We had the good fortune of connecting with C.T. Robert and we’ve shared our conversation below.

Hi C.T., what do you think makes you most happy? Why?
I’ve thought about this time and time again and I’ve realized it’s only a couple few things that truly contribute to my happiness. The first of which is autonomy. It’s why I struggle in 9-5 work situations, it’s why I struggle oftentimes in romantic relationships… it’s the freedom for me to have the space to wander and explore anything that piques my interest. I guess it’s essentially the sort of constant search for new experiences and learning about new things. This is what fuels me in life I think and when I feel the most at peace. In addition to this, I’ve realized the happiness of my friends and family ranks high on the list. I’m the type of person who is very low maintenance in my needs as far as relationships go, but I find I’m over-willing to try and accommodate the needs of my loved ones when they need it. Something about being able to be the answer to someone else’s problems really fills me up.

Alright, so let’s move onto what keeps you busy professionally?
Truth be told, I don’t think there’s much that sets me apart from others because all of the things I value the most about my approach is rooted in things I’ve seen others. I think what’s most unique about me is the way in which I weave all of these tools together. When I began my filmmaking journey I used it as a way to collaborate with my friends with their music ambitions. Shooting music videos with my handy Nikon D3000 was all I needed for the world to open up for me.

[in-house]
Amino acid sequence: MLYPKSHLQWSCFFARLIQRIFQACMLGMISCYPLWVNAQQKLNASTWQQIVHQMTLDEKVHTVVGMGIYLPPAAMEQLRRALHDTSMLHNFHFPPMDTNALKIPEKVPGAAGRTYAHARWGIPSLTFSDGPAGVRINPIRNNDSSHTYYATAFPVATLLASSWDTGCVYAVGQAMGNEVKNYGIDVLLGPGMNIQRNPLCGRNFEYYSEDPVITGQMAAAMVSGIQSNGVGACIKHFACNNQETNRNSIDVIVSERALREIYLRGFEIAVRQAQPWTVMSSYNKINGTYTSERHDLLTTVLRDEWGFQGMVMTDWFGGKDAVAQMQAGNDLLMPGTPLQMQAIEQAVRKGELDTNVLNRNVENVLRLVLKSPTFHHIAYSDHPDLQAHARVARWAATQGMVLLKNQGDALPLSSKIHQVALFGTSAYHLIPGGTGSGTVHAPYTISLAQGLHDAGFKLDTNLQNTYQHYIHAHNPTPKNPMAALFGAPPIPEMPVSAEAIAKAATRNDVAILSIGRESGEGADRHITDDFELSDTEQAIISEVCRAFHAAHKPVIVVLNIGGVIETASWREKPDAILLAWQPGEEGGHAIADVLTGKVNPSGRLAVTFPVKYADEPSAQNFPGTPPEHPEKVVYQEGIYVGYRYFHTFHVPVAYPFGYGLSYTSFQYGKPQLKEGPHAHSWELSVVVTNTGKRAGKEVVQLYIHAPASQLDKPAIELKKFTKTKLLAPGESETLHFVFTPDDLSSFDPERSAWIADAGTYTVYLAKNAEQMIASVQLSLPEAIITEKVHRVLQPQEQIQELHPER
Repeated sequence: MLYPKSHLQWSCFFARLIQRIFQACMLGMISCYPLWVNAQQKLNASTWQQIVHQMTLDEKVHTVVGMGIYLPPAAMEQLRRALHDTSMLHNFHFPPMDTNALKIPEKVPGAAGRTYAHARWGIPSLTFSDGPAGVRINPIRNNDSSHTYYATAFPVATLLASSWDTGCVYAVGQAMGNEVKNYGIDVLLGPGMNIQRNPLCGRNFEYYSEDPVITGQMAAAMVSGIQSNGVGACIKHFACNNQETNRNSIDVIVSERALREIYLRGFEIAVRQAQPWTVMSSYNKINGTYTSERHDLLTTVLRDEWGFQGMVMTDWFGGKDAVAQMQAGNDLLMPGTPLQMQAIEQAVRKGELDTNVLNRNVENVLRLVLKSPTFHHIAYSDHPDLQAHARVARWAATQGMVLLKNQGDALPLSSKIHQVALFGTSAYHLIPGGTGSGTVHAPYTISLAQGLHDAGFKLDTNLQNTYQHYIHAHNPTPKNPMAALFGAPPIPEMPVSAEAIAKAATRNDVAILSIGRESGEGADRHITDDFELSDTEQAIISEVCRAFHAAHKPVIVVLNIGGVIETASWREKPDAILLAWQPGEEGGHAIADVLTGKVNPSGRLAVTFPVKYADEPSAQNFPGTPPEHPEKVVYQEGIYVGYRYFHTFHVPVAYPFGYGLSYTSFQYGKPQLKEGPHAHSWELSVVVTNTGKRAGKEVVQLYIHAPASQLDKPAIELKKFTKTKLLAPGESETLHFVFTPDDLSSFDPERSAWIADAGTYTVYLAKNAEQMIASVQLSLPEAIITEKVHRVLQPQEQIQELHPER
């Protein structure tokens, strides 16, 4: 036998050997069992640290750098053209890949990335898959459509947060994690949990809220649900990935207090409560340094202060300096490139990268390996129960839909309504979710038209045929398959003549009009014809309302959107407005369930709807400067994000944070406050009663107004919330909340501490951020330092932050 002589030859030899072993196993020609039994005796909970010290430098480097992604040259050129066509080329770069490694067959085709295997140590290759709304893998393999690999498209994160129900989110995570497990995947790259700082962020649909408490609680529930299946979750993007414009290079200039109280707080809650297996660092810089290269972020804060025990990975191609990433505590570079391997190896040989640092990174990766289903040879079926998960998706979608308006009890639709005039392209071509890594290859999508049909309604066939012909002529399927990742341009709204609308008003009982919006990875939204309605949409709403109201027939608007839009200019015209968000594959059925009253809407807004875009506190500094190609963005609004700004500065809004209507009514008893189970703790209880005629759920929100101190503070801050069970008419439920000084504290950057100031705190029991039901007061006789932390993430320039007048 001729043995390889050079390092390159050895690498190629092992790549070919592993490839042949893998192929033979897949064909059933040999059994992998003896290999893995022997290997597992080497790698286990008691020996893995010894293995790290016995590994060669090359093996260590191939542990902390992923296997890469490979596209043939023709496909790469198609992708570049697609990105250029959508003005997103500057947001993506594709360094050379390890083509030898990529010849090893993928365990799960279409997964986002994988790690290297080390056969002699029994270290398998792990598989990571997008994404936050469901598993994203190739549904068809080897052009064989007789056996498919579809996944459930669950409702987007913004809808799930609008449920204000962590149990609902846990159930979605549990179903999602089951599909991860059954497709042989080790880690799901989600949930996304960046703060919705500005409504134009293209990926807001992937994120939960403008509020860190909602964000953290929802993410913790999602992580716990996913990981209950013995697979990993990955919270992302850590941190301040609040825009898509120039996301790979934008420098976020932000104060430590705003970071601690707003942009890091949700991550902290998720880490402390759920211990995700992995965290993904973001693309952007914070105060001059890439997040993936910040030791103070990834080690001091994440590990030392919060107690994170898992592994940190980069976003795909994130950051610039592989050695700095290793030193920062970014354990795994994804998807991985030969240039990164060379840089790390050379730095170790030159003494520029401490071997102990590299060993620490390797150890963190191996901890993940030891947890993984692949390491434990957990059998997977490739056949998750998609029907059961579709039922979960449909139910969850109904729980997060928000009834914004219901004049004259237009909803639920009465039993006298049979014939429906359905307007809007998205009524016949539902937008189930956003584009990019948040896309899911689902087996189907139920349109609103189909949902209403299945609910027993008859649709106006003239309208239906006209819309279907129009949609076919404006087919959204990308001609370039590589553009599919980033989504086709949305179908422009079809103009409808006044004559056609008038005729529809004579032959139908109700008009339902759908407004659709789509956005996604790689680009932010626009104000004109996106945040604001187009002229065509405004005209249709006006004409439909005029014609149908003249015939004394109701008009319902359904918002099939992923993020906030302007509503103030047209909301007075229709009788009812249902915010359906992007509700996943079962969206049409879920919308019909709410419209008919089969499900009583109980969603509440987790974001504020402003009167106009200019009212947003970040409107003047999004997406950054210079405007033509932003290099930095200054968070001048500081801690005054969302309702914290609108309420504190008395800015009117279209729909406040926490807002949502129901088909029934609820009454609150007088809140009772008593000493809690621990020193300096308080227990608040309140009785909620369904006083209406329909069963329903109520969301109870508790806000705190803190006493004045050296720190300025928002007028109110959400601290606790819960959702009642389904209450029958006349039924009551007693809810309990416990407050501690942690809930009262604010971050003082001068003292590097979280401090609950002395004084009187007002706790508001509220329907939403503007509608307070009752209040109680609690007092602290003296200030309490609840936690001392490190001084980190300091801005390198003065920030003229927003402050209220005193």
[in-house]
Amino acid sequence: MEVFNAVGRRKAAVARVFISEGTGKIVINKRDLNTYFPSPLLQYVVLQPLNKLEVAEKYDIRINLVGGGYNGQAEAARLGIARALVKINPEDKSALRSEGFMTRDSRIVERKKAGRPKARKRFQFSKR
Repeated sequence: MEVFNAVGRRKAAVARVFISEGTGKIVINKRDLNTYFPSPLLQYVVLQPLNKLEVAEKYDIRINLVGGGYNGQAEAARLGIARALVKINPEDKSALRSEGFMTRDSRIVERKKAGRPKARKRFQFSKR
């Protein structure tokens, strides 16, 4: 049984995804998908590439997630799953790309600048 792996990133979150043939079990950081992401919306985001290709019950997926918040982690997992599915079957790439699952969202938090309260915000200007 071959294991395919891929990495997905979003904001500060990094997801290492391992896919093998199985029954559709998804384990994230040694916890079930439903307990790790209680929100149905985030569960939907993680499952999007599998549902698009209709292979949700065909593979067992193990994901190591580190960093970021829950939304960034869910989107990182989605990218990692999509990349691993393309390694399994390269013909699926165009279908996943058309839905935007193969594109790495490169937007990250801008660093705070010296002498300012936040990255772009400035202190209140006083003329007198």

At the time filmmaking was still a hidden passion and I didn’t think much of it outside of a way to express myself; but as I grew older and the looming adult years approached I started to consider what a job in the real world might look like with a camera in my hand. This is how I landed on following my journalistic ambitions. In my eyes, it was a gateway to me having a “real” job while still affording myself the opportunity to keep a camera close by. Through college I studied photojournalism at UNC, learning quickly how to approach storytelling with an objective eye. Telling stories with intention was forever imprinted upon me, and it’s something I still carry to this day.

Upon graduation I started down that path, working at places like the San Francisco Chronicle and other publications before eventually landing at NPR as a part of their video team that specialized in music content. It’s here where my early interest in music videos came quickly into favor, as I began combining both my journalistic approach to storytelling from my schools days with the expressive sensibilities that I picked up in my early days of exploring the medium. The guidance from Mito, my boss at NPR and someone I consider a mentor, pushed me to not limit myself creatively and bring my creative spirit to the more structured and objective approach of storytelling I had been taught in my college years.

As my creative mind began to open up I began to experiment more and more and I kept feeling myself pulled into a world that favored less objective storytelling into one that was more boundless and free. After about two years I then found myself at a new job working at Vevo under the direction of another person I consider a mentor, Joseph Patel. Whereas NPR pushed me to practice my creativity more openly, my time at Vevo provided me the opportunity to put these practices to use with resources I never had access to before. I never went to film school, and since my background was in journalism the types of equipment I was given access to was often limited. Here at Vevo I immediately had access to a studio space that was open to me 24/7 with lights, professional cameras, and the space to bring whatever came to mind to life. I recognize now how rare an opportunity this was, and the fact Joseph encouraged me to utilize these tools and make the most of my time is something I’m forever indebted to him about. In addition to this, he enforced a sense of always doing things with a purpose that a lot of people don’t always abide by when moving into more commercial spaces.